Many federal and Florida laws are intended to protect consumers and companies against deceptive business practices. Business law claims often stem from unfair competition and other wrongful business actions. Unfair competition laws help prevent trademark infringement, trade defamation and false representations.
Trademark infringement is a common occurrence among businesses. Businesses acquire certain rights when they register a trademark. Violating these rights without the trademark owner's permission is illegal. A violation involving trademark infringement typically means that one party used a trademark that is the same or extremely similar to another company's registered trademark to sell products. As a result, many consumers may be tricked into buying a counterfeit product, causing the company with the authentic products to lose business and cause irreparable damage to the authentic company's reputation.
Major shoe companies Adidas and Reebok are filing suit in Florida against multiple parties for selling counterfeit products. These shoe companies allege that the defendants (identified as "The Individuals, Partnerships and Unincorporated Associations Identified on Schedule 'A'") confused customers by selling similar goods with the shoe companies' trademarks on them. As a result, the shoe companies claim that they lost profits and suffered other damages.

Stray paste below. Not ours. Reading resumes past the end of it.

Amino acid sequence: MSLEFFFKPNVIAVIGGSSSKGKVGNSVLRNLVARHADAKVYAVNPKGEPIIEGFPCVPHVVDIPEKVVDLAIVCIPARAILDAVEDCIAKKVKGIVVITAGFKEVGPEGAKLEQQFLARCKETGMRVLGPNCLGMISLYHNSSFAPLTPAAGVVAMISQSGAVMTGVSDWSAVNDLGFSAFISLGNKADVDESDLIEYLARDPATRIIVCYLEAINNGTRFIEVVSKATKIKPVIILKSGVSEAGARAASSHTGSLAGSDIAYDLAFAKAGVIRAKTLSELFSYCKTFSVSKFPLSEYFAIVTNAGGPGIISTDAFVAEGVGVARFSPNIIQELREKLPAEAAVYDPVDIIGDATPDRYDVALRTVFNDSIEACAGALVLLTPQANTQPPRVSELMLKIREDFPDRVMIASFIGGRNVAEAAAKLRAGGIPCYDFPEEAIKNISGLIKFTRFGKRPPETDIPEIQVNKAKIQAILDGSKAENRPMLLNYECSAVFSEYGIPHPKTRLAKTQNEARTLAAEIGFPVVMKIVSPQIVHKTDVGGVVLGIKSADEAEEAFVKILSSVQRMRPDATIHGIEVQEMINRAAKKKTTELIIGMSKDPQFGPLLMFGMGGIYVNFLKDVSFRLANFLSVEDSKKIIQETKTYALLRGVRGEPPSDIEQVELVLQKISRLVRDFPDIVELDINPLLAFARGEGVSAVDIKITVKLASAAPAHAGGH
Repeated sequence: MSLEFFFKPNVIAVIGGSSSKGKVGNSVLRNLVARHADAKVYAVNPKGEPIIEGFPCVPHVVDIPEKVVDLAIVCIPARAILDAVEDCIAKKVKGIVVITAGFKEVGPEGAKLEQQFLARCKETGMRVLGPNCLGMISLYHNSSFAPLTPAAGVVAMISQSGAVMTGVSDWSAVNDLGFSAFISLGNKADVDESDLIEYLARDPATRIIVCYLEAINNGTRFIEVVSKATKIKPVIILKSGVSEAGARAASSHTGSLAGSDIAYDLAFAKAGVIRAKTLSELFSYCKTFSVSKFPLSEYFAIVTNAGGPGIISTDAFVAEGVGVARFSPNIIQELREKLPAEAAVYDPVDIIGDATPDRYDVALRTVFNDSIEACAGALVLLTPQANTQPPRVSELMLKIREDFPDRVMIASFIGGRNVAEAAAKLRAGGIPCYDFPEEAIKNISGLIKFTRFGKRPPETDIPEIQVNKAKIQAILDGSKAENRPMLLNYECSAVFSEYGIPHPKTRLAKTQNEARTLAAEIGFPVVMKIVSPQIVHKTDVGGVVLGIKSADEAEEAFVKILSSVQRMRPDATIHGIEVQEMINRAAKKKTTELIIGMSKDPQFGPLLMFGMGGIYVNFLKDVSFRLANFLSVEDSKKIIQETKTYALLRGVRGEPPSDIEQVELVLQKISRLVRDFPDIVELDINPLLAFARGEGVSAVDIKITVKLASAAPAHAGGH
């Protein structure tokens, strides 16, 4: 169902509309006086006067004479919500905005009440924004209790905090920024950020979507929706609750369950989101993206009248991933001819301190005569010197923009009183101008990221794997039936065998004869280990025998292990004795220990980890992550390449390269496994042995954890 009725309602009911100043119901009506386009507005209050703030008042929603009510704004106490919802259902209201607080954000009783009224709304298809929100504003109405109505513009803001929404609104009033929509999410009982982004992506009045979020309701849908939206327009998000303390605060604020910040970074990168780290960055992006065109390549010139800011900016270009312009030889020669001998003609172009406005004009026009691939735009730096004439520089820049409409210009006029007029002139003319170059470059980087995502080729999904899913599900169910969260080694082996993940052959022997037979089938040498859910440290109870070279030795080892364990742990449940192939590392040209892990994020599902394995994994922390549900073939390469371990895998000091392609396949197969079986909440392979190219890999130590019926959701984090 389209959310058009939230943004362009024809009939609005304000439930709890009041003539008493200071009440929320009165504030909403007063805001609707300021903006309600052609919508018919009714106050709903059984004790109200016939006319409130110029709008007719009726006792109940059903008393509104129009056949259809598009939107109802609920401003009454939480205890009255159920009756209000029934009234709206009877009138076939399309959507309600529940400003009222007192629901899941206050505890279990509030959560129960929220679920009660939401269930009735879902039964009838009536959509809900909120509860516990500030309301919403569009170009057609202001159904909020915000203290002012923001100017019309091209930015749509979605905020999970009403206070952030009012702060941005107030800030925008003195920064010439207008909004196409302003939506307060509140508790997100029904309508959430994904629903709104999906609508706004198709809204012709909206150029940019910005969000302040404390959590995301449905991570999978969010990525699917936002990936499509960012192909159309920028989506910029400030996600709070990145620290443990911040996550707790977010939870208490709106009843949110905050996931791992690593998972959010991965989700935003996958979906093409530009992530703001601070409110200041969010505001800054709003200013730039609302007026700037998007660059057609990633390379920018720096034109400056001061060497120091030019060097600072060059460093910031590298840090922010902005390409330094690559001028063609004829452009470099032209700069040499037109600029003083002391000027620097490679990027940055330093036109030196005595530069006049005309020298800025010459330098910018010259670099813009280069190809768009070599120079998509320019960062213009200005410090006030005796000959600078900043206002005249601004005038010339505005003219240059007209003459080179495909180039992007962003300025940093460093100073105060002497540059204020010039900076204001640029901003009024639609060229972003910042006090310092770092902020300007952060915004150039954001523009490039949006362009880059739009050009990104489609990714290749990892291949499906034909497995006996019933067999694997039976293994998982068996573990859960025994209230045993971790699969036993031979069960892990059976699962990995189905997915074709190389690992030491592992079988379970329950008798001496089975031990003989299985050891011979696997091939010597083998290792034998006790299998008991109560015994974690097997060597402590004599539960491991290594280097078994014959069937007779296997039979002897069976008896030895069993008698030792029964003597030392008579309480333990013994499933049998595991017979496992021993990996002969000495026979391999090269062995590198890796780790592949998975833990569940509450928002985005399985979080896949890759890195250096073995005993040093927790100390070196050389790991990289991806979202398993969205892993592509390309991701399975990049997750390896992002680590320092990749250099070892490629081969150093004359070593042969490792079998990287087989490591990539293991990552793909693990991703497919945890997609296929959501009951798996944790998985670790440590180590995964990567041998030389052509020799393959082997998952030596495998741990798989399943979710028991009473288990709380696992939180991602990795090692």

The shoe companies filed suit to put a stop to the defendants' trademark infringement. The companies are also seeking $2 million for each counterfeit trademark used, as well as damages and profits earned from the wrongful business practices.
Lawsuits of this magnitude can have a major effect on companies all over the country. They serve as a reminder to companies to adhere to lawful and ethical business practices. As a result, both the marketplace and the consumer will benefit significantly.
Source: FloridaRecord, "Adidas, Reebok claim counterfeiting of their products," Wadi Reformado, Nov. 10, 2016